Additionally, coding together in sprints with retrospectives produces better products and helps everyone learn. Pair programming takes a lot of trust, and is a skill that I’m still working on, but I think by opening up to my partners when I was stuck, or what I was struggling with, I helped model the coding process that I go through. As a team we were able to overcome the technical challenges we ran into, and I think we all came out of it way more skilled than when we went into the work. Personally, I’m much better at object-oriented programming, Python unit tests, creating fixtures, and working with Python decorators now. I also think I have a much better understanding of how to automatically generate documentation even though I barely worked on that portion of the project thanks to the sprint and retrospective approach that we took. I think the project was a huge stepping stone for me, personally, and I feel more confident in working on more projects moving forwards.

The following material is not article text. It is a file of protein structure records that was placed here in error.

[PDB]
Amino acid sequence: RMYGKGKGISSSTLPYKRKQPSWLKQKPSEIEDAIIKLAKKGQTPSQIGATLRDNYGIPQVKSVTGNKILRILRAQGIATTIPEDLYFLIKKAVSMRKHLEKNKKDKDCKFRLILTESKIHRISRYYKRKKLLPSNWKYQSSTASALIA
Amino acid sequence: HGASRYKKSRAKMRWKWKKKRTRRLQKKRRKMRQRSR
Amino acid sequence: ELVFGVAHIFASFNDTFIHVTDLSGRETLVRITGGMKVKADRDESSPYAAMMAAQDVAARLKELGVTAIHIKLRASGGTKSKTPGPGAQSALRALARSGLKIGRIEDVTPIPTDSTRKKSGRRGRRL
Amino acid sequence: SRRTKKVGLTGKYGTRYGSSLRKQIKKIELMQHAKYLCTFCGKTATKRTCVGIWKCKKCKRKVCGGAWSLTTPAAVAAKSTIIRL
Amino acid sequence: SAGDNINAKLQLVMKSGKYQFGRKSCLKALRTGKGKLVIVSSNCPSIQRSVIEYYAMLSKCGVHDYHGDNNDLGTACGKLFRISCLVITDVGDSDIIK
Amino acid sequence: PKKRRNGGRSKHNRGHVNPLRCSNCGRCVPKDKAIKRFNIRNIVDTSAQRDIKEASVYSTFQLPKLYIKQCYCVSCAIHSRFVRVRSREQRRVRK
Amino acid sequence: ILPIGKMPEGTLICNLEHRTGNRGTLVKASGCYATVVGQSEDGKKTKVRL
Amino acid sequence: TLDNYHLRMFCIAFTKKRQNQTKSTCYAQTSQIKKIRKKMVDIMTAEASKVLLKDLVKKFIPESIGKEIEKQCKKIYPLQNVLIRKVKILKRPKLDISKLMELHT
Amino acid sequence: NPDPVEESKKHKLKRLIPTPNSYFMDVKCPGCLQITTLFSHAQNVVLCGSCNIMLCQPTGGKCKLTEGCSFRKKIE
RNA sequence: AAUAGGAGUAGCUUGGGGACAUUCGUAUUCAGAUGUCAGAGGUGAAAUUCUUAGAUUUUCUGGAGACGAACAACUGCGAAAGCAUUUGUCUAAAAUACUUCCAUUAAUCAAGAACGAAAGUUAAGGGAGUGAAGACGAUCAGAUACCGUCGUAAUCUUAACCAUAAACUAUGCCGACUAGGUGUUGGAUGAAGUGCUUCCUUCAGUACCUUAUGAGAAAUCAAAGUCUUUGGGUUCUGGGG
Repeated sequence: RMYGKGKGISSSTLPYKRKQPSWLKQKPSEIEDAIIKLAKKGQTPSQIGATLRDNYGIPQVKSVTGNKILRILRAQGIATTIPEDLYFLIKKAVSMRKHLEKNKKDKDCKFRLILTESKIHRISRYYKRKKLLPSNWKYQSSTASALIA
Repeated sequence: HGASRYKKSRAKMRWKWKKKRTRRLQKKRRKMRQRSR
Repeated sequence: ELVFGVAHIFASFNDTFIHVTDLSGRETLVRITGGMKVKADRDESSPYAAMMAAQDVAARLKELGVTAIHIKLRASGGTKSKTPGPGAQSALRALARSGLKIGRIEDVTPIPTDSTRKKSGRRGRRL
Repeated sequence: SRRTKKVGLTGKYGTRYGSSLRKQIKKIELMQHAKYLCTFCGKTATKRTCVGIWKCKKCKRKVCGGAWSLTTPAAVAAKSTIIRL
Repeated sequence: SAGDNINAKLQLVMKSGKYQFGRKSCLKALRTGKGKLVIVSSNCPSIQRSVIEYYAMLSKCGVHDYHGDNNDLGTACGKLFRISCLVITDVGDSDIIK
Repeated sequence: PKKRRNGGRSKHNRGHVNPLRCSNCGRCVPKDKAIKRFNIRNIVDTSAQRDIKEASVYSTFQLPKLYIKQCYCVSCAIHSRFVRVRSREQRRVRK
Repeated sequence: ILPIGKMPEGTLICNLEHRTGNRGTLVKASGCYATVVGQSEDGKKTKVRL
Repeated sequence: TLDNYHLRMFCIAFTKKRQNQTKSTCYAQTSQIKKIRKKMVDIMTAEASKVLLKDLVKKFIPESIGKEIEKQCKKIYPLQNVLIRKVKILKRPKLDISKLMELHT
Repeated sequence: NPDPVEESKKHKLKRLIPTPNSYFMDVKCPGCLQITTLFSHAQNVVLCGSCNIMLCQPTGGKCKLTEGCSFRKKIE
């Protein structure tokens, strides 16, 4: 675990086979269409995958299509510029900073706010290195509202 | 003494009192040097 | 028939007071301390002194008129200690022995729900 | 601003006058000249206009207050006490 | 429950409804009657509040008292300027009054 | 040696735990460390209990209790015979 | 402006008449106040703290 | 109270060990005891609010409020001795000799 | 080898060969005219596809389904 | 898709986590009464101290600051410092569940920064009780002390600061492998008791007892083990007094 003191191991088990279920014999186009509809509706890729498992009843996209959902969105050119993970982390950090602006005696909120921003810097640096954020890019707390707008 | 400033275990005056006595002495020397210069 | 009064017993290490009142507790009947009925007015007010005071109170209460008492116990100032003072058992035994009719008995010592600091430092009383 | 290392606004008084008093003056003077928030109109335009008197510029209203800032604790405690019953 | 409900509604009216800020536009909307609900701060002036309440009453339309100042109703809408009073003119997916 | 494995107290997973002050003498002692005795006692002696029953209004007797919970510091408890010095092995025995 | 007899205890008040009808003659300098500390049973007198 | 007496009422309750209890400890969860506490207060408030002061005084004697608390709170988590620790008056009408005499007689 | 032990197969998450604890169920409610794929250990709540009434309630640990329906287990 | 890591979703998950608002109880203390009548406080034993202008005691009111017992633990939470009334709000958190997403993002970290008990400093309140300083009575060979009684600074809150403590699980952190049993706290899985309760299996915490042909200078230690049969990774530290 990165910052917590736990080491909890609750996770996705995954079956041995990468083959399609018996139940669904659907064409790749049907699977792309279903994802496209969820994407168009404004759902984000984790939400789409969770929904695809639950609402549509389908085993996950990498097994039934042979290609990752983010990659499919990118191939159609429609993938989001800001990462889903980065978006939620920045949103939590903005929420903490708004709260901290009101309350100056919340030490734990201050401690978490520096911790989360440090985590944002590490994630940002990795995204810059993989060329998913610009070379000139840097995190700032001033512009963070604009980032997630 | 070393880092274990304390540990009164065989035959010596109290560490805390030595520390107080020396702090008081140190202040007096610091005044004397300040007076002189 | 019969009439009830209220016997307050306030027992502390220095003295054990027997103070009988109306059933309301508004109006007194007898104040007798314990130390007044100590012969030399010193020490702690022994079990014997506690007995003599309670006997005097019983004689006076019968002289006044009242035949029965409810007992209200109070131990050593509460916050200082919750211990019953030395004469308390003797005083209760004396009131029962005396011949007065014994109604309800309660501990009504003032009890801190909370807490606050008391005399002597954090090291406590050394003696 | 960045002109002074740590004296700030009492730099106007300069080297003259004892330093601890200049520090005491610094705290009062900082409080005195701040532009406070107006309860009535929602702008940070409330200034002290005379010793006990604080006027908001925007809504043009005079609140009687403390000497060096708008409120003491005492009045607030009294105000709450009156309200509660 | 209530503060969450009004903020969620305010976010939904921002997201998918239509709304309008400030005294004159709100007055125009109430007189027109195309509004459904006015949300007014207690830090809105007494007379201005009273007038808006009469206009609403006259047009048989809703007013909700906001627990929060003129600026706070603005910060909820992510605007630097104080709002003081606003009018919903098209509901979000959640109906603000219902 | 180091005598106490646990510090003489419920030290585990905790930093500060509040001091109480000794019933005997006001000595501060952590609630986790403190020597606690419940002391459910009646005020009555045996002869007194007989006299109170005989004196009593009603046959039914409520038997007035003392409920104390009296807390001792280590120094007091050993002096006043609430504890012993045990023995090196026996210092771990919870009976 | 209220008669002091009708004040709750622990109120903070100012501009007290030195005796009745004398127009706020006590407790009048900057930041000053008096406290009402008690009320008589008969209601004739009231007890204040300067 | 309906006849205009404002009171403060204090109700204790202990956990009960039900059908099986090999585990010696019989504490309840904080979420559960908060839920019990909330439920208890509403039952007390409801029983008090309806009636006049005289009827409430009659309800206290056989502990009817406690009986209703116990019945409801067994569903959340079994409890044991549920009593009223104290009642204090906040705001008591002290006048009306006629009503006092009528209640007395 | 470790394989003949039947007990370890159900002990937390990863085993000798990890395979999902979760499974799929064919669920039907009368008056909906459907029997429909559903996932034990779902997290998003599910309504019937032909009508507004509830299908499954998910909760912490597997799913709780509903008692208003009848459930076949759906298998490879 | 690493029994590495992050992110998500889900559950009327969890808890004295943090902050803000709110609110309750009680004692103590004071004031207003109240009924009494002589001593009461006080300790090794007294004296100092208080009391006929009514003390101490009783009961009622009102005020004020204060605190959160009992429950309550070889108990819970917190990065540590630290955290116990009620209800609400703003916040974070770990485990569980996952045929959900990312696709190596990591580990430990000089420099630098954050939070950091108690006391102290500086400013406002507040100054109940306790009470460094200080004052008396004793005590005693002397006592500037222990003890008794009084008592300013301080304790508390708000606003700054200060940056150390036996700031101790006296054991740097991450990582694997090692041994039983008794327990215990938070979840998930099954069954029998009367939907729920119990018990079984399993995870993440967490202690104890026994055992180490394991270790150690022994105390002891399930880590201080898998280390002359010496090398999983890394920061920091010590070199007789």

All members of our team started from different places in terms of familiarity with Python, ArchivesSpace data, GitHub workflows, and comfort in learning and teaching new tech and coding skills. I think this project was a big step forward in figuring out collaborative approaches to share knowledge and working together to generate something useful and rooted in best practices. An important aspect of this for me was to approach the work with humility, and put ego aside to be willing to ask questions even if I knew the answers might be obvious to others. Bonnie scheduled time in our sprint meetings for team members to give feedback on project strategy and process as the project unfolded, and I think that was a nice way to seed reflection and communication to help us improve how we worked together and to feel ownership over pieces of the project.